What To Do With ‘Safe Money’

The first rule of investing is always ‘safety,’ but with inflation hovering around 2 to 3 percent, bank-guaranteed products like CDs and savings accounts are actually losing money net of inflation.

So where can investors find a safe harbor in a storm without taking on too much market risk? Here are some important ideas:

1) Annuities

Annuities come with the advantage of a contractual guarantee. This is what sets annuities apart from investment products: The insurance company issuing the contract takes on some or all of the market risk. If the stock market or bond market crashes, the annuity company is still obligated to fulfill its promises to the annuity holder. No mutual fund, stock or bond can offer that guarantee in writing. This is what sets annuities apart.

Where safety of capital is absolutely required, you may wish to consider fixed annuities which are designed to provide a guaranteed annual rate of return, regardless of market events.

Fixed annuities are appropriate for those who want a guaranteed rate of return on money they won’t need for several years. If you need to guarantee a set minimum amount of income for life or for the joint lifetimes of yourself and another loved one, and you will need the income to begin starting immediately, you may consider a lifetime income annuity. Both of them are guaranteed to deliver as promised, regardless of what happens to the economy or the stock market as long as the insurance company is solvent.

Annuity assets grow tax deferred, as long as you leave them in the annuity. An early withdrawal penalty of 10 percent may apply if you are under age 59½.

For maximum safety, work with your insurance professional to select annuities from carriers with very high ratings for financial stability and liquidity.

2) Bonds

Bonds are simply IOUs from a corporate or government borrower to a lender. While some bonds, usually called “high yield” bonds, come with substantial market risk, many of them come from very solid, established corporations with decades of consistent earnings that are more than enough to cover interest payments, and pay back the loan when the bond matures.

The safest bonds from this perspective are U.S. Treasury bonds which have generally unquestioned credit quality. Because the U.S. Treasury has both the power to tax and to print money to cover obligations, U.S. Treasury bonds are generally considered the gold standard. Bond prices may fluctuate over time – the longer the bond’s duration, the more you can expect the bond price to fluctuate. Scheduled interest payments and the return of capital are assured.

Municipal bonds – those issued by states and cities – feature interest income free of federal taxation. These are popular among individuals in higher tax brackets.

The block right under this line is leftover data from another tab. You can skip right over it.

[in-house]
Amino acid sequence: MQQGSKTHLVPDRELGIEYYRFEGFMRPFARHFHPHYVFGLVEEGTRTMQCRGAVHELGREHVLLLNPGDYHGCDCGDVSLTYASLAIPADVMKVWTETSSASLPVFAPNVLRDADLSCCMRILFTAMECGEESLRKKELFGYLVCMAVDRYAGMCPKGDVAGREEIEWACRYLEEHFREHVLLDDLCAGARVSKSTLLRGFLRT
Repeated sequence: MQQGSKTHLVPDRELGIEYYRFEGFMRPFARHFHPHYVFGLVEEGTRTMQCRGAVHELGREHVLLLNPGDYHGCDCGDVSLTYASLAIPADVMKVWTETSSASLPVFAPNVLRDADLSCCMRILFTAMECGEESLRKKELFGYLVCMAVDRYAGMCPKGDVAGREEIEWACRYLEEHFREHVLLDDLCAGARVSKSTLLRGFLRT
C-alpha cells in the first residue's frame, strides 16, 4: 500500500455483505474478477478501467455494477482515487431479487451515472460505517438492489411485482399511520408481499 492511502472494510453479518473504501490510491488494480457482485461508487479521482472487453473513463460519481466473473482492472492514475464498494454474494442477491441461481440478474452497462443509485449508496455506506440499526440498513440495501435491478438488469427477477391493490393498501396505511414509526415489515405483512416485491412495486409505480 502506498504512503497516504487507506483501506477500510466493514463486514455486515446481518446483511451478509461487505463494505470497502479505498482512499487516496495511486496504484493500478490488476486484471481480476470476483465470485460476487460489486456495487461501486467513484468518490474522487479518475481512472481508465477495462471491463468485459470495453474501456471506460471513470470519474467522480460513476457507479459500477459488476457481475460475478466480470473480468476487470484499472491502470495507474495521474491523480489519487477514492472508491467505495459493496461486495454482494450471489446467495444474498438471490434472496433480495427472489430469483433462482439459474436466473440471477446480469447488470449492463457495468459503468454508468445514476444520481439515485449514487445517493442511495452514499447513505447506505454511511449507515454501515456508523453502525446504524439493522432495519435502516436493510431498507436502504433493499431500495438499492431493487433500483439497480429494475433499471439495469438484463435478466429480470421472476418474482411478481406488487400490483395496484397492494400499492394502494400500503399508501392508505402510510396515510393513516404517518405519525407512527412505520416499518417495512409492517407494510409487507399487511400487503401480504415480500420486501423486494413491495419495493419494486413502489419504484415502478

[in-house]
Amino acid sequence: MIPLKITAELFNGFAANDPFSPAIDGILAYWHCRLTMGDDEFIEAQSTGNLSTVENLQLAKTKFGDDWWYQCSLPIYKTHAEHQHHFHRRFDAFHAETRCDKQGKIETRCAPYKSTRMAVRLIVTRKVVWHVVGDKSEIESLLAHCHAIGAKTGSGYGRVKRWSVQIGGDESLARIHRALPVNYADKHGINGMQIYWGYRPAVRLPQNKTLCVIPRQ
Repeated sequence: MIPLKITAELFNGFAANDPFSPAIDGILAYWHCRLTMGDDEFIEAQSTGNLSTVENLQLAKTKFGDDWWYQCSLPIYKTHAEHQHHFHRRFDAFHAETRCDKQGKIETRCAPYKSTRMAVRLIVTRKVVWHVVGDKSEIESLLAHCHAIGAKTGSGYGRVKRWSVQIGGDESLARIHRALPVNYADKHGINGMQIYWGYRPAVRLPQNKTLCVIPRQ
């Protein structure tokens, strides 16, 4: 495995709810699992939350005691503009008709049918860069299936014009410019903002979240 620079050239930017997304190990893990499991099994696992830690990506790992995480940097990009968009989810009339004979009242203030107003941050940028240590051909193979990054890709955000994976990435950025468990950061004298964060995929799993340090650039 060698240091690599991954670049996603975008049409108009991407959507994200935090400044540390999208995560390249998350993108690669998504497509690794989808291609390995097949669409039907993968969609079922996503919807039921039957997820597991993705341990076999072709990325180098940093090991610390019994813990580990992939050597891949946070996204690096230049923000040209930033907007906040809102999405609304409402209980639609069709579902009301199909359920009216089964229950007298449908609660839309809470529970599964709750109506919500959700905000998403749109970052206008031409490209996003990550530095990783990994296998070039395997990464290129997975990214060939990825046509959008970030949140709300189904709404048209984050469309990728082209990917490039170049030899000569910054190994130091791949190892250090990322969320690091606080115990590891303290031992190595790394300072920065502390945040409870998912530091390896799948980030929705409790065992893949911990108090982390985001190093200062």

Corporate bonds – Those interested in safety may consider investment-grade bonds. There is an element of risk here so planners look for bonds from companies with long records of consistent earnings sufficient to pay interest and return the face amount of the bond at maturity. In the worst case event  – the bankruptcy of the company – planners look for companies that have solid price-to-book ratios, so that even if the company had to sell all its assets tomorrow, they would be able to raise enough cash to make bondholders whole.

3) Bond mutual funds

These are just mutual funds with many bonds in them. Safety-conscious investors may consider a short-term bond fund for price stability. With mutual funds, there is no single maturity date on which you can expect to receive a specific lump sum. If you need that feature, consider buying a bond.

If not, your advisor can help you construct a diversified portfolio of bonds and bond funds to help you meet your financial needs while keeping risk down.

4) Money markets

Money markets are essentially mutual funds that focus on very safe, liquid, short-term investments, intended to maintain a stable net asset value of $1 per share, no matter what happens to the markets. Money market portfolios typically consist of short-term treasuries, high quality, short-term corporate debt and commercial paper. Unlike CDs, money market funds typically do not come with FDIC insurance but they have historically been very safe places to park cash.

The right safe money investment or combination of investments for you depends on your own individual situation, including your risk tolerance, time horizon and your need for income. To get started constructing the ‘safe money’ portion of your portfolio, contact your agent today.


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